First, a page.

A lawsuit filed by the U.S. Women’s National soccer team says that U.S. Soccer has wrongly paid them less than the U.S. Men’s team. But the proceedings in the suit already show that men’s soccer has much stiffer competition and have lost less money than the women’s team.
In the most recent phase of the proceedings, several members of women’s soccer were pressed to speak to the differences between men’s and women’s soccer. In one instance, a lawyer for the national organization asked if the U.S. women’s team could best Germany’s men’s team, the AP reported.
“I’m not sure,” U.S. Women’s player Carli Lloyd said in response to the questions.
U.S. Soccer Federation lawyer Noah Finkel pointed out that Lloyd herself admitted that male players are physically better than female players in many ways.
“You wrote men are faster and stronger, right?” Finkel said during the Dec. 20 deposition as he alluded to an email Lloyd wrote.
Lloyd responded, saying, “Yeah, if you take those away, yeah, it would be a contest.”
But U.S. soccer points out that “those” attributes are precisely what separates men’s and women’s soccer, creating the various differences in the pay structure.
The U.S. women’s team players filed the suit last year alleging that the U.S. Soccer Federation (USSF) violated Title VII of the Civil Rights Act of 1964 and the Equal Pay Act of 1963 by paying the women less than the men. They are demanding more than $66 million in damages.
But the federation notes that the women also get several benefits the men do not, “including guaranteed salaries, health insurance, paid child-care assistance, pregnancy and parental leave, severance pay, and access to a 401(k) retirement plan. Men get paid by the game and tournament, most earning the majority of their income from their club,” the AP reported.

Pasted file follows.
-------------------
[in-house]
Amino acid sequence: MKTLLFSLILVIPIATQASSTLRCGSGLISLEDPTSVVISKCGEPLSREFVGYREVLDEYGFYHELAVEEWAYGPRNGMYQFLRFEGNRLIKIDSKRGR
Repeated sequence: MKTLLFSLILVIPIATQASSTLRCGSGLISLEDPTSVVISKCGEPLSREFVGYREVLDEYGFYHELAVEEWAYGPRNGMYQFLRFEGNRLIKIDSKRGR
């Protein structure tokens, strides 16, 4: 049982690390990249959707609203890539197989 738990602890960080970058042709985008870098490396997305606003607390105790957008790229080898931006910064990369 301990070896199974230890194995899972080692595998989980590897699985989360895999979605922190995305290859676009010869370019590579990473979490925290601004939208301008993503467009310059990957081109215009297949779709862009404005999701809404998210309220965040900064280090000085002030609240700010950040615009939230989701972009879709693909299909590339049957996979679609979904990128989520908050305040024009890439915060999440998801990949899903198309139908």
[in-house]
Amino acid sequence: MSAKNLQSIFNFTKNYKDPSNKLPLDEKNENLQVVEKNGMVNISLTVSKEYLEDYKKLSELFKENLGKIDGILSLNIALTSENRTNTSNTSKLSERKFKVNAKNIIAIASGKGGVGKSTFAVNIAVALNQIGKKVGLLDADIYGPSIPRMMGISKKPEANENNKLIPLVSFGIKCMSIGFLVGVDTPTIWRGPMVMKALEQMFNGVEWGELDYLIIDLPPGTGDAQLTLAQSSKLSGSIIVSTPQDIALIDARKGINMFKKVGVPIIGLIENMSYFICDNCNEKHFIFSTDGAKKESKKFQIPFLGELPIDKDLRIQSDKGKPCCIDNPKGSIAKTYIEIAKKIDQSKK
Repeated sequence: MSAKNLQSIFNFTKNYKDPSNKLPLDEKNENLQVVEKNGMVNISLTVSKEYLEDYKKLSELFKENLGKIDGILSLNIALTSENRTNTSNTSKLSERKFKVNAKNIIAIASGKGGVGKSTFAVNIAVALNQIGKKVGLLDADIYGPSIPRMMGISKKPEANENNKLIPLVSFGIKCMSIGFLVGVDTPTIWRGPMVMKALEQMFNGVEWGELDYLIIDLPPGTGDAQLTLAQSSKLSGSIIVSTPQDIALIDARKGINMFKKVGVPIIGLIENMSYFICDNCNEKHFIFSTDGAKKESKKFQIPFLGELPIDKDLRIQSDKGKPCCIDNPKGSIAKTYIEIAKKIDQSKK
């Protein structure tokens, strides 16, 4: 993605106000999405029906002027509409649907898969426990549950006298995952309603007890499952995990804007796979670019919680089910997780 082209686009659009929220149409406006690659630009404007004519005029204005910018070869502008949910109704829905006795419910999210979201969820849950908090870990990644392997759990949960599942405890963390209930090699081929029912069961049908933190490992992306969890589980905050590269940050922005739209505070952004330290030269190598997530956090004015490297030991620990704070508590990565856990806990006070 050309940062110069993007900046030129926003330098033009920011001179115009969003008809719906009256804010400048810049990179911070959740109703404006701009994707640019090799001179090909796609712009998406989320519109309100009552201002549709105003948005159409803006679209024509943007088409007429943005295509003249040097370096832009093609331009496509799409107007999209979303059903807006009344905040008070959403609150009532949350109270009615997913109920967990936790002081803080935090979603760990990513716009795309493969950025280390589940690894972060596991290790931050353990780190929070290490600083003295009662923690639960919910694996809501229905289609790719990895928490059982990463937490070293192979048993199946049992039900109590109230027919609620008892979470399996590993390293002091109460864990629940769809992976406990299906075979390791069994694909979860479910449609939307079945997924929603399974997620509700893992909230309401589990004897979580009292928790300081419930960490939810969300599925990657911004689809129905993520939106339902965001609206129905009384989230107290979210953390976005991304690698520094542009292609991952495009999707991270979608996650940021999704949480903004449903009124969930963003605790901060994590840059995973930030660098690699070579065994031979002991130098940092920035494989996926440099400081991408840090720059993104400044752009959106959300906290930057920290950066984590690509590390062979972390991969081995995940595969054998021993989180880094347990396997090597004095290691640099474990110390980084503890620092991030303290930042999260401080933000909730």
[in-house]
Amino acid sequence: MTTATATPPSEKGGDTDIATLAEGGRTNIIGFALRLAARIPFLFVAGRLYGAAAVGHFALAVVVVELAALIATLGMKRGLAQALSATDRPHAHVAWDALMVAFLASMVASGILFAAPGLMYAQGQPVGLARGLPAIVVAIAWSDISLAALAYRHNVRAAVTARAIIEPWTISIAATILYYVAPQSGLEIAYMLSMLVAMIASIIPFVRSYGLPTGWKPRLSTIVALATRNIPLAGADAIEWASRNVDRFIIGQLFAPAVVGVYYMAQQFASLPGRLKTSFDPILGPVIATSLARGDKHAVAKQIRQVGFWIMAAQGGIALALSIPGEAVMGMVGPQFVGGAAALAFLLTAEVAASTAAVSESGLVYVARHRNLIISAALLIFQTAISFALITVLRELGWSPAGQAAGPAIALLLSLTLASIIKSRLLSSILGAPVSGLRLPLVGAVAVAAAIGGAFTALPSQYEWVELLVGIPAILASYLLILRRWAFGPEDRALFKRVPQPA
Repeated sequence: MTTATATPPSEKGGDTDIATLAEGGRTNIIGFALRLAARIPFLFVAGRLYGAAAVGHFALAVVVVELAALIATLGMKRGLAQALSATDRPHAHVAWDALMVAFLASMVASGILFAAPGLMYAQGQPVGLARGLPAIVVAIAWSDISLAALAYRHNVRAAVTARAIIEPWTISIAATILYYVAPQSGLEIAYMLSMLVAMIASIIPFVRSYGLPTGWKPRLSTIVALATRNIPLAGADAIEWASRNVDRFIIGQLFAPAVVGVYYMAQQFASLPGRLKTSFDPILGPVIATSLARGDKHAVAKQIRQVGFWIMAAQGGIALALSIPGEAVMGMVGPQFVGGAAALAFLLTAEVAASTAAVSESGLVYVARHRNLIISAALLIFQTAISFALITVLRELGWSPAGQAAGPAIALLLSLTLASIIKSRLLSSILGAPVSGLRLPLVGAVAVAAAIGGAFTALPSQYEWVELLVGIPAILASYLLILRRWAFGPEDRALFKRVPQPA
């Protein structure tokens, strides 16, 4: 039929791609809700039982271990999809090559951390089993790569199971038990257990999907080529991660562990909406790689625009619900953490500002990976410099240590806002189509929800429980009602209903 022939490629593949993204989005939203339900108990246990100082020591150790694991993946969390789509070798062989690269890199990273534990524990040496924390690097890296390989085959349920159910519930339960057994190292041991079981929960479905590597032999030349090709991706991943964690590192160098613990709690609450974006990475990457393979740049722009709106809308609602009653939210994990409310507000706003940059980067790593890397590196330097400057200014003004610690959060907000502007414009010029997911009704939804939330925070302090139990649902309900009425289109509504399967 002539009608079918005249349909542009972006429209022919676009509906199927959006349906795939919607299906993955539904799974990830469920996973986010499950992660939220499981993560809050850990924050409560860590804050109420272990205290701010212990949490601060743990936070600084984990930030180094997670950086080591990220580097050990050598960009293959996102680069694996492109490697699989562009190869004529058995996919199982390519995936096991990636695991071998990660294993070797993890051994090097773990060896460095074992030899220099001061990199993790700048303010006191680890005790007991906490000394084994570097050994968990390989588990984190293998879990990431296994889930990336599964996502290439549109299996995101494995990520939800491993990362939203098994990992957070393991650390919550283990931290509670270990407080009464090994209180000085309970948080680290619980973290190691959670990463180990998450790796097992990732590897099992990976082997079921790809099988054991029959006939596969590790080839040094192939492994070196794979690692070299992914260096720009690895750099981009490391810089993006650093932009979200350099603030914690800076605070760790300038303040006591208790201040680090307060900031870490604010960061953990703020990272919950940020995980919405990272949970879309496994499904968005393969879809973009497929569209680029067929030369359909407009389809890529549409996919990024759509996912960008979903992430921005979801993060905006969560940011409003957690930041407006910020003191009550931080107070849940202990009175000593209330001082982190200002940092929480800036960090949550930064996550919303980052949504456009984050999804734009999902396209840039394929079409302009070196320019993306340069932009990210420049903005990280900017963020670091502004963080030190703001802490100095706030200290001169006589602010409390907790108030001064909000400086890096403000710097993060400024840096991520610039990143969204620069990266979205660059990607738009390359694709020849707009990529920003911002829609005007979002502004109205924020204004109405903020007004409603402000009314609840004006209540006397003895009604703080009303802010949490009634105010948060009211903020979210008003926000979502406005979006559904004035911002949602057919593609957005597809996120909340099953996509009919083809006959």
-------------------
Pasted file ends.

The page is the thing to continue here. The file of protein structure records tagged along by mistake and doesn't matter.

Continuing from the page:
The federation has talked of this disparity several times since the women’s players floated the threat of the lawsuit. Last year, the federation noted in an open letter that the women actually make more than the men when all the benefits are factored in.
USSF even pointed out that women’s star Megan Rapinoe even once said, “Our pay structure is different. We play different games. We’re different rankings in the world. Like, it’s just apples to oranges.”
The federation also noted that the U.S. Women’s team has lost much more money than the men. The USSF reported that through fiscal year 2009, the men’s team lost $3.13 million. But the women’s had lost a whopping $27.6 million.
“The international soccer environment in which the MNT players compete is far more competitive by many measures than that in which plaintiffs compete,” the USSF said in its filing. “The MNT players have lower odds of succeeding in the face of such greater competition. In short, MNT players must achieve more and/or better results against tougher competition in order to qualify for and succeed in tournament competition.”
Perhaps to highlight this claim, the U.S. Women’s team has already shown the truth to the USSF’s statement that males play at a much higher level than females. In 2017, the U.S. Women’s National team played an exhibition game with FC Dallas, against the club’s under-15 boys team. The famed women’s team, winner of the 2019 Women’s World Cup, was soundly defeated in a 5-2 final.
The trial is set to begin on May 5.
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